Monday, September 29, 2008

Adequacy of language

What does it mean to say that language M is at least as "adequate" as language L? One option would be to say that any proposition that L can express is a proposition that M can express. This, I think, is too strong a requirement. For sometimes one language cannot express exactly the same proposition as another language does, but in some sense loses nothing thereby in adequacy, or at least the language is at least as good for theology, ethics, science and ordinary life (that's what I mean by "practically"!) For instance, suppose that L is English and M is a restriction of English to those sentences that end with the conjunct "and each thing is identical to itself". Then M cannot express the proposition that there are horses. But the speakers of M do just as well with respect of theology, ethics, science and ordinary life any way: M is just as good as L for theology, ethics, science and ordinary life. Where a speaker of L would say that there are horses, the speaker of M will say that there are horses and each thing is identical to itself.

I do not have a clear notion of "adequacy" here—suggestions are welcome. Here, for what it is worth, are two interesting examples of how the notion might be useful.

1. Detensing: It is well known that tensed sentences like "I am now in pain" cannot be translated into token-reflexive sentences like "My pain is simultaneous with this utterance" (for instance, the latter sentence entails the occurrence of an utterance). But perhaps one can say, more weakly, that a tenseless language that makes use of token-reflexive forms like this is just as adequate as the tensed language. Certainly, it is just as adequate for ethics, science, ordinary life and probably theology. Instead of saying a sentence of ethics, science, ordinary life and theology like "It is now time for me to partially fulfill my duty of thanking God for the nomic orderliness of the universe", we just say: "This utterance is simultaneous with the time for the partial fulfillment of my duty of thanking God for the nomic orderliness of the universe." In saying this, we are saying something different. Different, yes, but in practice just as useful for ethhics, science, ordinary life and theology.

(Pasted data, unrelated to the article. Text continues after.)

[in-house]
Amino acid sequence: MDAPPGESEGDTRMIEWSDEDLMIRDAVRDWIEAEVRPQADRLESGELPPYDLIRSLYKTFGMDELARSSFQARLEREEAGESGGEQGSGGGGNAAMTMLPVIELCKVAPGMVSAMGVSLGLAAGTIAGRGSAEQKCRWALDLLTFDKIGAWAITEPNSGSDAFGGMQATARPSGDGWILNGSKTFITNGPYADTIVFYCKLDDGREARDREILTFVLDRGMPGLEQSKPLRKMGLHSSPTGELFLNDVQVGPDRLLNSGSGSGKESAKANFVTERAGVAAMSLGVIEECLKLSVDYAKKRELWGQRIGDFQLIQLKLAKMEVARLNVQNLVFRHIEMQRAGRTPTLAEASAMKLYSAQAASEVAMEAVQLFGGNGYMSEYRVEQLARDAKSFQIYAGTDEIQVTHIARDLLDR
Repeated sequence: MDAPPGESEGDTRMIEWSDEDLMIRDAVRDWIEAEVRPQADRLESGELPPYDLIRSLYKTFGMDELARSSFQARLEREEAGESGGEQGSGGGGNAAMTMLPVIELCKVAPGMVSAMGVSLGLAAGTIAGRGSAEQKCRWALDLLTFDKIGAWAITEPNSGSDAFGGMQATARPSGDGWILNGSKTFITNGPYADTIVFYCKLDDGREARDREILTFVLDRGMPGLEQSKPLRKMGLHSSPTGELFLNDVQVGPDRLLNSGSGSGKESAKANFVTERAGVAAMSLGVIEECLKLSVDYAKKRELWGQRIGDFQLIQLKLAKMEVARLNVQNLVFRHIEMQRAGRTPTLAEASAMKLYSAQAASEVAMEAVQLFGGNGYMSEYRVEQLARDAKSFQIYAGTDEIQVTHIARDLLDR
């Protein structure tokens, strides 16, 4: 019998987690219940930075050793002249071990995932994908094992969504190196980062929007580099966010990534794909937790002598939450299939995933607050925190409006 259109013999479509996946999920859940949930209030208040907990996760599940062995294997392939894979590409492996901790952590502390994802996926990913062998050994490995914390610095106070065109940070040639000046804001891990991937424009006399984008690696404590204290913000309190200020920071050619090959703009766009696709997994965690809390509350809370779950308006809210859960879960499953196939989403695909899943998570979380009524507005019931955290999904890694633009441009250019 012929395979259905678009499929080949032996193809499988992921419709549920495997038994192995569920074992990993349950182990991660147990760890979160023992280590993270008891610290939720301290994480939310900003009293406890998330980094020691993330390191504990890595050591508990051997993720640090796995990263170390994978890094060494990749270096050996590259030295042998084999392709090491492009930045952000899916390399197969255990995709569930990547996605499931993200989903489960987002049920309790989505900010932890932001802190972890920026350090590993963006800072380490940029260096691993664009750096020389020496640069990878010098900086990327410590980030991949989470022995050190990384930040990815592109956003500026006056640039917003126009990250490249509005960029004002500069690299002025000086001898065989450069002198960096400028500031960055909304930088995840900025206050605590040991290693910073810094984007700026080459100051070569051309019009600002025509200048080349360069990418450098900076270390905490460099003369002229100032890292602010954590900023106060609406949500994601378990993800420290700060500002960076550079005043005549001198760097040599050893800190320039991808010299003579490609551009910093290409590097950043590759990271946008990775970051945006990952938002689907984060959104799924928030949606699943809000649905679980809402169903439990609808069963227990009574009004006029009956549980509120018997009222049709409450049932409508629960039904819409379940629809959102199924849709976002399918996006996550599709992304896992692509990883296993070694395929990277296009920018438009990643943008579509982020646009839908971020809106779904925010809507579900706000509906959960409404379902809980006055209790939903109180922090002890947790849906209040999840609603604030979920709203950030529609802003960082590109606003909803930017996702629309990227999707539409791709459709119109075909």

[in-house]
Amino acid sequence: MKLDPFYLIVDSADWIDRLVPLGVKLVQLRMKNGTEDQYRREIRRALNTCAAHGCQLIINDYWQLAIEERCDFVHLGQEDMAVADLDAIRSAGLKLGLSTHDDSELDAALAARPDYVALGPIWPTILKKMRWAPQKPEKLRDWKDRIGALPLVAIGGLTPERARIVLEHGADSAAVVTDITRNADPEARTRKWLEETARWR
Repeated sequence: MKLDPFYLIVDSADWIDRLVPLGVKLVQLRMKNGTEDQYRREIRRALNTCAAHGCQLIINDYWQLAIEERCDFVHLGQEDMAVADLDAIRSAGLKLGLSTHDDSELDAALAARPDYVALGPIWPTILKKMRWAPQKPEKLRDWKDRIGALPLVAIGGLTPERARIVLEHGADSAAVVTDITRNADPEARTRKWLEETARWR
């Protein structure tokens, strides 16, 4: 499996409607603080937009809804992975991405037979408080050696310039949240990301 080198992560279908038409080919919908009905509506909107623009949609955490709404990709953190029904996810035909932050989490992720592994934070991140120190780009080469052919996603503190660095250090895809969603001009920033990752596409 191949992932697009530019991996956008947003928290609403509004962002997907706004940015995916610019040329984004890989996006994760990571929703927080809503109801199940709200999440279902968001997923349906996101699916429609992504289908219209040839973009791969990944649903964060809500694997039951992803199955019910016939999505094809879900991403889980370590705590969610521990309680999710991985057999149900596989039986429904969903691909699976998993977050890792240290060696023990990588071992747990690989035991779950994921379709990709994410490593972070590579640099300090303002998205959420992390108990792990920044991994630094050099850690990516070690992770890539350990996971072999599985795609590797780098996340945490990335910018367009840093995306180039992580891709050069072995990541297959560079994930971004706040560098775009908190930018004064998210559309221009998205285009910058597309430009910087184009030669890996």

2. Indicatives: Maybe

  1. "If the Queen visits me today, I will be prepared"
does not just mean
  1. "I will be prepared for the Queen's visit or the Queen won't visit me today or both."
Nor does it just mean
  1. "P(I will be prepared | the Queen visits me today) is high"
(claim (3) does not give modus ponens). In fact, plausibly, there is no paraphrase of the indicative conditional except in terms of indicative conditionals (including ones involving "unless" and other variants). Fine. But one can still say that all indicative conditionals could be dropped from English, and the resulting language would be just as adequate. I would not be saying the same thing as (1) if I affirmed the conjunction of (2) and (3), but I would lose nothing by doing so.


Tom said...

I believe D. Runyon has done important work on the adequacy of detensed language.

Alrenous said...

M isn't logically a restriction, however. It is every English sentence, but with an additional element.

Rather, we have to ask if English is as adequate as M, in which case, yes we can add this element that M has to any English sentence.

Instead, lets remove an element. I propose the word 'the.'

Without word 'the,' I think that new language is completely capable of communicating any concept that English language is. This may be reason that many foreigners don't use word. (Perhaps should say, 'use it.') I can talk about Eiffel Tower, or World Wars, I can describe apple as being red, or at not having Black Plague, and so on.

Or even, "This utterance is simultaneous with time for partial fulfillment of my duty of thanking God for nomic orderliness of universe."

I have not done a full investigation, but investigations I have done only found problems that can be worked around.

("Elvis was not just a rock idol, he was [well, can't say 'THE rock idol'] King!" [Or, 'top rock idol'])

As such, I would say English without 'the' is as adequate as standard English.

I don't have a clear conception of how detensing creates functionally different sentences - suggestions are welcome.